Can New Fabrics Reduce the Environmental Cost of Clothing?
About the Speaker
Karin Hazelkorn works with companies to build more sustainable textiles, apparel and footwear with a focus on new fiber development, natural dyes and environmental impact. She has held positions at apparel and global technology companies in strategic planning, business development, marketing and operations for more than 20 years. Karin received her MBA from the Thunderbird School of Global Management with advanced coursework from The Fashion Institute of Technology (FIT). She serves on the Board of Directors of the Textile Arts Council of the Fine Arts Museums of San Francisco.
The Museum’s newly renovated Gallery strives to provide excellence in accessibility for all visitors. The entrance and all exhibit spaces are wheelchair accessible and located on a single floor. Automatic door push-buttons are available at the front entrance. Content is provided at standard heights with all text in large, legible fonts. A variety of furniture is provided throughout the Gallery to provide resting points for all guests. All exhibit cases and displays are cane detectable. Public restrooms are located near the Gallery. With advance notice, we are happy to provide additional support for guests with specific needs. Please email firstname.lastname@example.org for more info.
The Lounge Lecture series, hosted alongside the current exhibit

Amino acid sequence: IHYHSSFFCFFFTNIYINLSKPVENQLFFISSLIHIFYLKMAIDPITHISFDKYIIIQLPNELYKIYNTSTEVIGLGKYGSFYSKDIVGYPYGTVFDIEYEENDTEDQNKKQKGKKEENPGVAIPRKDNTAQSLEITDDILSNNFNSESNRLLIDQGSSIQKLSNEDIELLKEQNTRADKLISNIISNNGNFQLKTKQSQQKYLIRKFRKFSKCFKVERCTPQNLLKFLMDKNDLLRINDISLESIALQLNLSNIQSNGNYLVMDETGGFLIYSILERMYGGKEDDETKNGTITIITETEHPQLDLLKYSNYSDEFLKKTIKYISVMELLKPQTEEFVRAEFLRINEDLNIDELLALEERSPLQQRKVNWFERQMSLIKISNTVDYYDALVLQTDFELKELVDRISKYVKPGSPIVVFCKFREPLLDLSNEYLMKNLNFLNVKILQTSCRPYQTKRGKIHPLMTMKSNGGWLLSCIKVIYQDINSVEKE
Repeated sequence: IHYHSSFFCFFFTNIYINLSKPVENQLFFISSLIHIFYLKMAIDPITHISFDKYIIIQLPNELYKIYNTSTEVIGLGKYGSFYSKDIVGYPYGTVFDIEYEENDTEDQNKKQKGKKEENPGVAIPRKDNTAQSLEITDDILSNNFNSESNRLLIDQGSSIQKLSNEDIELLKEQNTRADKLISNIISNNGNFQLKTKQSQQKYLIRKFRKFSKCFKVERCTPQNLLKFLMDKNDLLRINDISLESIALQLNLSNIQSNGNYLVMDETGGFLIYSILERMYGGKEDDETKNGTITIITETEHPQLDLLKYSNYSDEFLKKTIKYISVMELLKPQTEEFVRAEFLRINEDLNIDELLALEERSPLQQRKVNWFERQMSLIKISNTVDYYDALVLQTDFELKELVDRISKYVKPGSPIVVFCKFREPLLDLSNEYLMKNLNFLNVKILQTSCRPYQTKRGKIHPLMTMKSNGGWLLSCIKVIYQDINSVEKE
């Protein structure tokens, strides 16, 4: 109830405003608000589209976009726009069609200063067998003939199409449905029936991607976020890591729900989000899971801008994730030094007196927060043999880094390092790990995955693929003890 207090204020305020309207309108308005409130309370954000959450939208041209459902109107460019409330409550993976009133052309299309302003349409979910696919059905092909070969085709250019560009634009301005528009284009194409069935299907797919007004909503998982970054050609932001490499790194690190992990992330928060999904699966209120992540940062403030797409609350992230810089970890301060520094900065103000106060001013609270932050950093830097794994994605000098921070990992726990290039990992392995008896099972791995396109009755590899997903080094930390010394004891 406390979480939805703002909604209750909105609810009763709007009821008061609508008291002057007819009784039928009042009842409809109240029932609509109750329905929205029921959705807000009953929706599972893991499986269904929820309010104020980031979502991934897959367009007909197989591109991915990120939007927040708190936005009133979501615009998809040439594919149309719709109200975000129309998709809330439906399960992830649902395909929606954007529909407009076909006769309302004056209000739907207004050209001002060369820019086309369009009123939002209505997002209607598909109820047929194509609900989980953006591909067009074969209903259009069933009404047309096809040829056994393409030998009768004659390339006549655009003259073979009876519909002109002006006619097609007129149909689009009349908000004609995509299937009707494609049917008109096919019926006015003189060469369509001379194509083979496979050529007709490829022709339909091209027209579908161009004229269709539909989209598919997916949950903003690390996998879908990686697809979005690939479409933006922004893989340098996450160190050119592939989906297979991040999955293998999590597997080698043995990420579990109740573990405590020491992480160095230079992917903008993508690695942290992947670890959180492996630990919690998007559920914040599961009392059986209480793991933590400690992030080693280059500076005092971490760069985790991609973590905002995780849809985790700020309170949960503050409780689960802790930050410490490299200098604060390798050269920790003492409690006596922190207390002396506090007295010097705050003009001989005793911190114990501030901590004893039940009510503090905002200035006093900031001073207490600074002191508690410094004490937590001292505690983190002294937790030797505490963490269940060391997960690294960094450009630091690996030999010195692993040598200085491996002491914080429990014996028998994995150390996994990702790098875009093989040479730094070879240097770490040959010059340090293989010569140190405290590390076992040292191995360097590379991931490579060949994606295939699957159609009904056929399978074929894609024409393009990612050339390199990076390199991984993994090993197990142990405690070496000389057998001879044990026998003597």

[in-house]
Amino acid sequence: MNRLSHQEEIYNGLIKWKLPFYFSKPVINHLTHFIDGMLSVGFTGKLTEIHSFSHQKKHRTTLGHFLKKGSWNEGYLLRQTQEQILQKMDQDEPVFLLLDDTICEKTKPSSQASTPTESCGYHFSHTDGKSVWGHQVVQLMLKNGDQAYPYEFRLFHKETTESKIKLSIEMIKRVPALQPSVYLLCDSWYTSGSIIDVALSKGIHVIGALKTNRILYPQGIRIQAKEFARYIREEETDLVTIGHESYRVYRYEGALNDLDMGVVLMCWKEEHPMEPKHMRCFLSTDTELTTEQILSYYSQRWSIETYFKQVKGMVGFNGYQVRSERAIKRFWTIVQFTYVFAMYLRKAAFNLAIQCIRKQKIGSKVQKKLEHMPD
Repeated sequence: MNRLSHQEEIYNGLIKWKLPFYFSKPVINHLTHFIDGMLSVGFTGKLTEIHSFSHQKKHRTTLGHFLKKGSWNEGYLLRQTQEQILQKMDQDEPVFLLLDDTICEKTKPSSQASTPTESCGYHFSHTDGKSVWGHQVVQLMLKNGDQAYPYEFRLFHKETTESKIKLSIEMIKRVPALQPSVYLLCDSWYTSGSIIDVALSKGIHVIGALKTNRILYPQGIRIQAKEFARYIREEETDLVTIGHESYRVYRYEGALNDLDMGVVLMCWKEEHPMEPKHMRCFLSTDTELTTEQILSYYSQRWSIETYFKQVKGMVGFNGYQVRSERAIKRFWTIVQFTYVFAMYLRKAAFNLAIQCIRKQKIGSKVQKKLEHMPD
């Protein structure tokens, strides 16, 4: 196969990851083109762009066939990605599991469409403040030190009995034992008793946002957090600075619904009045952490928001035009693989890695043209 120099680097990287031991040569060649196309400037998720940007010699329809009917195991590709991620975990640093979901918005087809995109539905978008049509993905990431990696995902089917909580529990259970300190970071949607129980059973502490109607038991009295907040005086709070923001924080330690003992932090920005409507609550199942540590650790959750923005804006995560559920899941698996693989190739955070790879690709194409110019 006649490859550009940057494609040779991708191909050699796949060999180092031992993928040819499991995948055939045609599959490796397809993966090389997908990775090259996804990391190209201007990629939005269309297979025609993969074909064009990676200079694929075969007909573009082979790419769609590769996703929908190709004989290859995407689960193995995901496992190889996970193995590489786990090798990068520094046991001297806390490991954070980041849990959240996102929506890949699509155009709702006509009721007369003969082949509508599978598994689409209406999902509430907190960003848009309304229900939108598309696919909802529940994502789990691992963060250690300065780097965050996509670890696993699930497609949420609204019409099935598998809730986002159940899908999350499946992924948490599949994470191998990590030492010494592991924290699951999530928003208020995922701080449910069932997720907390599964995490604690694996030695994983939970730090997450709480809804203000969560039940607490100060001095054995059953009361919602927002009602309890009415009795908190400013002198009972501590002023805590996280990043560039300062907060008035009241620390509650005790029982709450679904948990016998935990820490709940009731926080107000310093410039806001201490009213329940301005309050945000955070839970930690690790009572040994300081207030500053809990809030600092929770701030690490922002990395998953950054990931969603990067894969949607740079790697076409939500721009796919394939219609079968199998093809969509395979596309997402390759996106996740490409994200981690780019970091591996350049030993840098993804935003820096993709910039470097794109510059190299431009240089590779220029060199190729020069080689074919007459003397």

What do orange peels, coffee grinds, algae and spider silk have to do with clothing?
These, and dozens of other resources, are the subject of research by scientists and brands investigating new materials to reduce CO2 emissions from textile fiber and material production.
Apparel companies and the fashion industry have come under the microscope for their poor environmental performance and contribution to the climate crisis. There have been improvements, but clothing and footwear brands are far from sustainable.
Experts have identified environmental and ethical issues with not only synthetic fabrics, but also with natural fibers. According to the UN, it takes 3,781 liters of water to make a pair of jeans, from cotton production to product delivery to the store. In this talk Karin Hazelkorn will shed light on innovative solutions and provide examples from agriculture to laboratories that are making the transition from R&D to large scale apparel production.